J. C. Henneberger founded the American pulp magazine to cover the field of "Poe-Machen Shudders" in 1923. It followed the success of titles by Rural Publications, which appeared in a variety of genres, notably College Humour and Magazine of Fun. Weird Tales was in publication until 1954 and was most successful during the 1930s under the editorship of Farnsworth Wright. During this period it published fiction by influential fantasy and horror writers, H. P. Lovecraft, Robert Howard, Clark Ashton Smith, C. L. Moore, Edmond Hamilton, Robert Bloch, Manly Wade Wellman, and August Derleth.
Henneberger identified that there were quality writers who were unable to place their stories in the mixed-genre magazines of the early 1920s and presumed that there was an audience for stories that were weird and macabre. He established the character of the magazine through a policy of reprinting "weird" classics, such as Bulwer Lytton's "The Haunted and the Haunters," Edgar Allan Poe's "The Murders in the Rue Morgue," and a later series of Mary Shelley's Frankenstein.
Weird Tales did not immediately attract a regular readership. In its first year Henneberger employed Harry Houdini as a writer, which resulted in the column "Ask Houdini" and the publication of stories (ghost-written by H. P. Lovecraft) about supposed occurrences in Houdini's life. These adventures further established a fascination with Egypt, magic, and the supernatural. The oriental tales by Frank Owen and Seabury Quinn's long-running psychic detective series "Jules de Grandin" even furthered the magazine's popularity. Although it is notable that right from the first issue some of the bizarre events of the horror stories were explained in a rational scientific manner, the magazine achieved notoriety early on in its publishing history as it was allegedly banned from bookstalls in 1924 because it carried C. M. Eddy's "The Loved Dead" with its overtones of necrophilia.
After Farnsworth Wright and the Popular Fiction Publishing Co. took over from Henneberger in 1924, the magazine offered stories in the range of weird scientific, horror, sword and sorcery, exotic adventure, and fantasy, and it maintained an audience even during the Great Depression. The magazine was especially congenial for new writers. Robert E. Howard published his first story in Weird Tales in 1925 and went on to publish the "Conan the Barbarian" series between 1932 and 1936. H. P. Lovecraft first appeared in the readers' letters column, "The Eyrie," commenting on stories from previous issues. He published most of his major works, especially those developing the Cthulhu Mythos, in Weird Tales. Other writers who were particularly influenced by Lovecraft also wrote for the magazine. These included Robert Bloch, who would go on to write Psycho in 1959; Henry Kuttner, who with his wife C. L. Moore would become prominent fantasy writers in the 1940s; and August Derleth, who, as well as being a writer, became an influential anthologist and founded the publishing company Arkham House.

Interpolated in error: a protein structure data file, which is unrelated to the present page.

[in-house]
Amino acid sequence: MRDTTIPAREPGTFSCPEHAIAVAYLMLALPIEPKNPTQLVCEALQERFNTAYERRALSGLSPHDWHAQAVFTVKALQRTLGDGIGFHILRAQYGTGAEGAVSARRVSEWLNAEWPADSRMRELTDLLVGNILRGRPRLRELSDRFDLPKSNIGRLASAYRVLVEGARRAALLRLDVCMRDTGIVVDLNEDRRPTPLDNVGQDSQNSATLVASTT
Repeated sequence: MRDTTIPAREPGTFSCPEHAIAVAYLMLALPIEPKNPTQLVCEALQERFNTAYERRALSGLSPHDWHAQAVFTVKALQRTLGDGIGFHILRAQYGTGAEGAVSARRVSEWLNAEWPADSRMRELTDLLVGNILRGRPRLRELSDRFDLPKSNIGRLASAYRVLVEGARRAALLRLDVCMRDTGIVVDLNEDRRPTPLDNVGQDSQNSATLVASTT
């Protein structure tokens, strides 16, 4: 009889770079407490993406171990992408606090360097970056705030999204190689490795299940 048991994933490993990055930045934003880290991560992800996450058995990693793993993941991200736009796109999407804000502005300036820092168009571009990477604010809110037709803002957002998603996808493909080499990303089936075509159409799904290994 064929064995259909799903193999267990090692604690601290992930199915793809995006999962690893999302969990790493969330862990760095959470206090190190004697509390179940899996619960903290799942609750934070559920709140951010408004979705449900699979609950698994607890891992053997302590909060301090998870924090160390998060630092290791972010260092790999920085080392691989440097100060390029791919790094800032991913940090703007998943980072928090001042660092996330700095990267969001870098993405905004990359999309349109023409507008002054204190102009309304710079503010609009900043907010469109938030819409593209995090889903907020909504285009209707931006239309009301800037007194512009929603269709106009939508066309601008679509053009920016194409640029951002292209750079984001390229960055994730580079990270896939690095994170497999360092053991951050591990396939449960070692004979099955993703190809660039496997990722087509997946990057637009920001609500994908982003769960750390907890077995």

Some of the fiction published in Weird Tales was known for its relatively sophisticated sexual themes. C. L. Moore's first short story, "Shambleau," is a good example. She also published a fantasy series with the heroine "Jirel of Joiry" with the magazine. Along with Clark Ashton Smith, Moore contributed to the magazine's fascination with a medieval setting and sword and sorcery theme, as well as its acceptance of interplanetary locations.
The magazine's horror fiction tended to portray science as being out of control and subject to various representations of the mad scientist. It provided a niche for developing science fiction writers such as Edmond Hamilton, who was influential in the development of "space opera." His series "Interstellar Patrol" was published in Weird Tales from 1928 to 1930.
In the late 1930s the magazine changed its overall style with the deaths of Howard (1936) and Lovecraft (1937), the retirement of Ashton Smith in 1936, and Farnsworth's relinquishment of the editorship in 1939 (he had been struggling with Parkinson's disease since 1921). The editorship was then taken over by Dorothy McIlwriath, an established magazine editor who stayed with Weird Tales until the publishing company went bankrupt in September 1954. Her editorial policy focused on supernatural fiction, especially occult detection such as Manly Wade Wellman's "Judge Pursuivant" series published between 1938 and 1941. She also featured the work of Ray Bradury and Fritz Leiber, but during this time Weird Tales was competing with a larger number of available outlets for fantasy writing. However, the pulp magazine's 31 years in publication and 279 issues were very significant in supporting the careers of many initially underrated popular fiction writers.
Ashley, M., editor. A History of the Science Fiction Magazine. London, NEL, 1974.
Joshi, S. T. H.P. Lovecraft: A Life. Rhode Island, Necronomicon Press, 1996.
Weinberg, R. E., editor. The Weird Tales Story. West Linn, Oregon, Starmont House, 1977.